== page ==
The second volume, edited by Jalal Toufic, consists of a set of philosophical essays by William C. Chittick, Jalal Toufic and Paul Virilio, which looks into the concept of lapses with depth and from different points. Along with a variety of quotes, inserted between these essays, this volume constitutes the source of influence for the entire project.
The third volume, again edited by Basak Senova, presents four case studies discussed within the conceptual framework of this project. These are Park Hotel by Ceren Oykut, with contributions by Gökhan Akçura, Korhan Gümüs, Cem Sorguç and Levent Soysal; Postcapital by Daniel García Andújar with contributions by Iris Dressler and Hans D. Christ; Kriegspiel by Mushon Zer-Aviv and Alex Galloway; and Master Plan by Yane Calovski in company with short interviews by Basak Senova.
The assistant editor of the volume 1 and 3 is Nazli Gürlek. The design of the book series is by Eray Makal. A year later a fourth book was published to document the realization of the pavilion in Venice. A year later, a fourth book was published to document the realization of the the Pavilion of Turkey in Venice.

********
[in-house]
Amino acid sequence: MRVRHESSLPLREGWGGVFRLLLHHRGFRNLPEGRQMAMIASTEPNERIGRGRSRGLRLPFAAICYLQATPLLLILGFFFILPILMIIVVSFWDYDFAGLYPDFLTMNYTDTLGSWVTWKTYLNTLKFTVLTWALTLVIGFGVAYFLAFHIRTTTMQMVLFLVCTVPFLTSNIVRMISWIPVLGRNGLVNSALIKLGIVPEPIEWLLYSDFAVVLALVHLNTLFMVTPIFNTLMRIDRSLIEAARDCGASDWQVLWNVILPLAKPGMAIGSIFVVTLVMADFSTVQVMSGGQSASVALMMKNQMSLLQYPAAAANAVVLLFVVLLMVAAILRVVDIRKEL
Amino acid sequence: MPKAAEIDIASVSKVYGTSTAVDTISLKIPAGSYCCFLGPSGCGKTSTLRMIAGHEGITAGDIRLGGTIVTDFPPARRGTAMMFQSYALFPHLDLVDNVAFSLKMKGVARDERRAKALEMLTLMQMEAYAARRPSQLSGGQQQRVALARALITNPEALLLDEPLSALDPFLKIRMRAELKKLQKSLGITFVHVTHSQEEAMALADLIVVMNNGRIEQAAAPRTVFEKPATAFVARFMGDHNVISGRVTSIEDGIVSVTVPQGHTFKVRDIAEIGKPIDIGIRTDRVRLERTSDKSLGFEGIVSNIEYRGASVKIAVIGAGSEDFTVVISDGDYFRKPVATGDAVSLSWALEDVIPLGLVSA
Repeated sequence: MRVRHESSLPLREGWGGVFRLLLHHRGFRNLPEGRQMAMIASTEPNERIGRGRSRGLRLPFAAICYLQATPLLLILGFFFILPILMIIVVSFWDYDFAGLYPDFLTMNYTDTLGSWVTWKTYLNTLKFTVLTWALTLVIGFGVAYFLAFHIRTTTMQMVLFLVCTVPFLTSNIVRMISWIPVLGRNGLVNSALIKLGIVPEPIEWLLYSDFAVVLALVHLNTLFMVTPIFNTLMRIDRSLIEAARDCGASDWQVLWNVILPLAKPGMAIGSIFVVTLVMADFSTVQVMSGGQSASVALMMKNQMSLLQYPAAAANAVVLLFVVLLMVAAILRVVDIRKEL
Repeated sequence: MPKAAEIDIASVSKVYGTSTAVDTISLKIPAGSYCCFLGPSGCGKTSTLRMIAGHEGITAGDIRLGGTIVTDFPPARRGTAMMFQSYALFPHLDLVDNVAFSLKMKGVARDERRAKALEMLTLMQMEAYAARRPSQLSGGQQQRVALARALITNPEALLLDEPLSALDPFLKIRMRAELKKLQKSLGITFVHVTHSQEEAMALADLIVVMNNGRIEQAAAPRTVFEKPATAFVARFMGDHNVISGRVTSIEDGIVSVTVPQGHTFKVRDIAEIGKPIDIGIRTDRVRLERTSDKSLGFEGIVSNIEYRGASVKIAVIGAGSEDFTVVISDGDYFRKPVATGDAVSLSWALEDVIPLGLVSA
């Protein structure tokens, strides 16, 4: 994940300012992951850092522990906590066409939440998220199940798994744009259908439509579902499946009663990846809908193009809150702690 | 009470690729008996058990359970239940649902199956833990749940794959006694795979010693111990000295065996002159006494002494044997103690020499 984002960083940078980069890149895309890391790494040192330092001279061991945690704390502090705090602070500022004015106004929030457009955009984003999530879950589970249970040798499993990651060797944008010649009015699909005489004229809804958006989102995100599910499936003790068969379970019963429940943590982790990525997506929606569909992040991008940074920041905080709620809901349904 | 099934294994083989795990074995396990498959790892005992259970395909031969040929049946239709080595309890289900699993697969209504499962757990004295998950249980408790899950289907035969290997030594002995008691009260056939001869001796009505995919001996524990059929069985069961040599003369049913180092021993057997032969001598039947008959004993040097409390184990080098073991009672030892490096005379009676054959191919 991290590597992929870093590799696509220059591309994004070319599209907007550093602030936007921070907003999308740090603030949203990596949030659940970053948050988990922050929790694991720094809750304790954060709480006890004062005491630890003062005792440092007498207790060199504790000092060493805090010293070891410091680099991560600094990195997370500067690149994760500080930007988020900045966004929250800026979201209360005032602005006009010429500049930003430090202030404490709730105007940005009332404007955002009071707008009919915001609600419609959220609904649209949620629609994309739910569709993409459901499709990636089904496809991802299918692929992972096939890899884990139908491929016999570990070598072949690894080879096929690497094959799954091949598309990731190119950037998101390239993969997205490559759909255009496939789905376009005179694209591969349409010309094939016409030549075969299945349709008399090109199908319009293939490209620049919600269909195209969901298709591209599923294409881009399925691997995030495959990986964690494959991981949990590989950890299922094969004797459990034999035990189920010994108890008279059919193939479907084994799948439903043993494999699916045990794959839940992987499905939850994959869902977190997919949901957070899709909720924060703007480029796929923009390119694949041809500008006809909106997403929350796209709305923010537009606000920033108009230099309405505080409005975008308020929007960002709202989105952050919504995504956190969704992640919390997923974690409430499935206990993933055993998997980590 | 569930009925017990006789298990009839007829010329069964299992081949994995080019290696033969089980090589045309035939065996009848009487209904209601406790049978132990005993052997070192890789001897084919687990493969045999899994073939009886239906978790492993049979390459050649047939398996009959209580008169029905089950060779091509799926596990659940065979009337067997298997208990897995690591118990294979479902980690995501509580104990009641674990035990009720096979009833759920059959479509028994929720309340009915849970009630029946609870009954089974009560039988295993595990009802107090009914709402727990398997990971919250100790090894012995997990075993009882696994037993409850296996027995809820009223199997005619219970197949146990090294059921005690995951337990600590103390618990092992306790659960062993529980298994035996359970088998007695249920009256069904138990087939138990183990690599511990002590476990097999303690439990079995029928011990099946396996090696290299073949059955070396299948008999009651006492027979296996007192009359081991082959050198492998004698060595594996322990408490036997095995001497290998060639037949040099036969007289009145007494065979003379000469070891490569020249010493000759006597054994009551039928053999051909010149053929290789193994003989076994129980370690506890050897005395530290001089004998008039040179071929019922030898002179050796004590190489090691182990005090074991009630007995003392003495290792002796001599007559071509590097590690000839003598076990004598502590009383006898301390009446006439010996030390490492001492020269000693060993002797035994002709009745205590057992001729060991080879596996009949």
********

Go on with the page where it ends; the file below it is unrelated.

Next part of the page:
The Spatial Design of the Pavilion
In the Venice Biennale, a specific art context is predominantly maintained through the main exhibition and the national pavilions, and it is a conscious decision for the viewer to view the works in this context. At the same time, the viewer is pre-conditioned to be or not to be emotionally and intellectually engaged during this visit. Nevertheless, the viewer’s immersion is restricted with the limited time that s/he would devote to each artwork in the exhibition or in any of the pavilions.